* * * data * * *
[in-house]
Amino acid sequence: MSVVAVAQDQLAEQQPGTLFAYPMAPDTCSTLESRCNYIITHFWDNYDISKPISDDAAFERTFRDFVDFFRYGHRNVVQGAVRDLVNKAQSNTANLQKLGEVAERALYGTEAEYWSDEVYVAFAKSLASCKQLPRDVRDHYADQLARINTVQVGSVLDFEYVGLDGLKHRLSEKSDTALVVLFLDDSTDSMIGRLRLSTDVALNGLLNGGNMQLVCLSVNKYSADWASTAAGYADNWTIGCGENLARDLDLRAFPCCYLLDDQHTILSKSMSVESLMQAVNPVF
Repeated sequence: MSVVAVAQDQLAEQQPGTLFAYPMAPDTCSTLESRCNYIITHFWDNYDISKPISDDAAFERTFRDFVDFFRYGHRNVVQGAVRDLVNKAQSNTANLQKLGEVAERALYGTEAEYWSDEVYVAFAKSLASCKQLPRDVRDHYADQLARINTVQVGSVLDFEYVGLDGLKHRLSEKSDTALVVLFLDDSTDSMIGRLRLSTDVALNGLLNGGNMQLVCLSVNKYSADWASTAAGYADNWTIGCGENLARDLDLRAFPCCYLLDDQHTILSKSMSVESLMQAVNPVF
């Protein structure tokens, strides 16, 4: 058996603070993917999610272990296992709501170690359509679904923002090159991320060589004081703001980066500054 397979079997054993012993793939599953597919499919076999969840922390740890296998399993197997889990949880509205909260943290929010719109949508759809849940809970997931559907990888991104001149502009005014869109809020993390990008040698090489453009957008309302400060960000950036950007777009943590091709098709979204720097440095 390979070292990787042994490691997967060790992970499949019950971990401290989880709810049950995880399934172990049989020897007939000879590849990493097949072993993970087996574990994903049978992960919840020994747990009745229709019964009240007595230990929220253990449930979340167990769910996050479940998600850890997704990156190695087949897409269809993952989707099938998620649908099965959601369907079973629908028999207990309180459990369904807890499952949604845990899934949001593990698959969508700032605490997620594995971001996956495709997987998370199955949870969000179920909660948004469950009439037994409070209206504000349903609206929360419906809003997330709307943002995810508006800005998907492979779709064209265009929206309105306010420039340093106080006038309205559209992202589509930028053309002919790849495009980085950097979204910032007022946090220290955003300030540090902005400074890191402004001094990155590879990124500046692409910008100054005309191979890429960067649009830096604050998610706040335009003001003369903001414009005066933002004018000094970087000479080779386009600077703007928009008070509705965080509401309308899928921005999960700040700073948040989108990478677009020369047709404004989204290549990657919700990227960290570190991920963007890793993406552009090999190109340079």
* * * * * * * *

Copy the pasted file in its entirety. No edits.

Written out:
[in-house]
Amino acid sequence: MSVVAVAQDQLAEQQPGTLFAYPMAPDTCSTLESRCNYIITHFWDNYDISKPISDDAAFERTFRDFVDFFRYGHRNVVQGAVRDLVNKAQSNTANLQKLGEVAERALYGTEAEYWSDEVYVAFAKSLASCKQLPRDVRDHYADQLARINTVQVGSVLDFEYVGLDGLKHRLSEKSDTALVVLFLDDSTDSMIGRLRLSTDVALNGLLNGGNMQLVCLSVNKYSADWASTAAGYADNWTIGCGENLARDLDLRAFPCCYLLDDQHTILSKSMSVESLMQAVNPVF
Repeated sequence: MSVVAVAQDQLAEQQPGTLFAYPMAPDTCSTLESRCNYIITHFWDNYDISKPISDDAAFERTFRDFVDFFRYGHRNVVQGAVRDLVNKAQSNTANLQKLGEVAERALYGTEAEYWSDEVYVAFAKSLASCKQLPRDVRDHYADQLARINTVQVGSVLDFEYVGLDGLKHRLSEKSDTALVVLFLDDSTDSMIGRLRLSTDVALNGLLNGGNMQLVCLSVNKYSADWASTAAGYADNWTIGCGENLARDLDLRAFPCCYLLDDQHTILSKSMSVESLMQAVNPVF
């Protein structure tokens, strides 16, 4: 058996603070993917999610272990296992709501170690359509679904923002090159991320060589004081703001980066500054 397979079997054993012993793939599953597919499919076999969840922390740890296998399993197997889990949880509205909260943290929010719109949508759809849940809970997931559907990888991104001149502009005014869109809020993390990008040698090489453009957008309302400060960000950036950007777009943590091709098709979204720097440095 390979070292990787042994490691997967060790992970499949019950971990401290989880709810049950995880399934172990049989020897007939000879590849990493097949072993993970087996574990994903049978992960919840020994747990009745229709019964009240007595230990929220253990449930979340167990769910996050479940998600850890997704990156190695087949897409269809993952989707099938998620649908099965959601369907079973629908028999207990309180459990369904807890499952949604845990899934949001593990698959969508700032605490997620594995971001996956495709997987998370199955949870969000179920909660948004469950009439037994409070209206504000349903609206929360419906809003997330709307943002995810508006800005998907492979779709064209265009929206309105306010420039340093106080006038309205559209992202589509930028053309002919790849495009980085950097979204910032007022946090220290955003300030540090902005400074890191402004001094990155590879990124500046692409910008100054005309191979890429960067649009830096604050998610706040335009003001003369903001414009005066933002004018000094970087000479080779386009600077703007928009008070509705965080509401309308899928921005999960700040700073948040989108990478677009020369047709404004989204290549990657919700990227960290570190991920963007890793993406552009090999190109340079």